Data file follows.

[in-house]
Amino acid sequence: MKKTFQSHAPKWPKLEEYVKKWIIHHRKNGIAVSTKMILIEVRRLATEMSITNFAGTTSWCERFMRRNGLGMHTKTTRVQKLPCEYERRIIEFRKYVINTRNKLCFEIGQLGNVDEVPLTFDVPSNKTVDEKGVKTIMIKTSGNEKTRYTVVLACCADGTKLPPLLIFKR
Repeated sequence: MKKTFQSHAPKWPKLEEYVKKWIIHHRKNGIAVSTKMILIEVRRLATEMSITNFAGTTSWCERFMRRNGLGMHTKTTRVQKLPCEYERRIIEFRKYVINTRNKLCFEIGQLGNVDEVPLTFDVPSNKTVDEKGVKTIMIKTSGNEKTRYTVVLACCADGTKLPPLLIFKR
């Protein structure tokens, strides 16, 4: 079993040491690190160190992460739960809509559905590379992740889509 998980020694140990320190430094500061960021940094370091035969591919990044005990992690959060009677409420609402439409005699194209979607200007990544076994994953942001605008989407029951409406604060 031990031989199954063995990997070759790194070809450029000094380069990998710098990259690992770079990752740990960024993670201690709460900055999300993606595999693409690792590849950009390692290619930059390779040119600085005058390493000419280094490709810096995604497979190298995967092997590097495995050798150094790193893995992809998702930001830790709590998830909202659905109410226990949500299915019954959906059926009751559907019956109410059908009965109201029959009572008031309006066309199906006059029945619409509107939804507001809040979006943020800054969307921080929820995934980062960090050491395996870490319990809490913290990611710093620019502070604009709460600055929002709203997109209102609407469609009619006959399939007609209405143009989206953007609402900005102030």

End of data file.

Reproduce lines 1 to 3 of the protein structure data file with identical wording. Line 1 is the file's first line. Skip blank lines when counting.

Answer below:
[in-house]
Amino acid sequence: MKKTFQSHAPKWPKLEEYVKKWIIHHRKNGIAVSTKMILIEVRRLATEMSITNFAGTTSWCERFMRRNGLGMHTKTTRVQKLPCEYERRIIEFRKYVINTRNKLCFEIGQLGNVDEVPLTFDVPSNKTVDEKGVKTIMIKTSGNEKTRYTVVLACCADGTKLPPLLIFKR
Repeated sequence: MKKTFQSHAPKWPKLEEYVKKWIIHHRKNGIAVSTKMILIEVRRLATEMSITNFAGTTSWCERFMRRNGLGMHTKTTRVQKLPCEYERRIIEFRKYVINTRNKLCFEIGQLGNVDEVPLTFDVPSNKTVDEKGVKTIMIKTSGNEKTRYTVVLACCADGTKLPPLLIFKR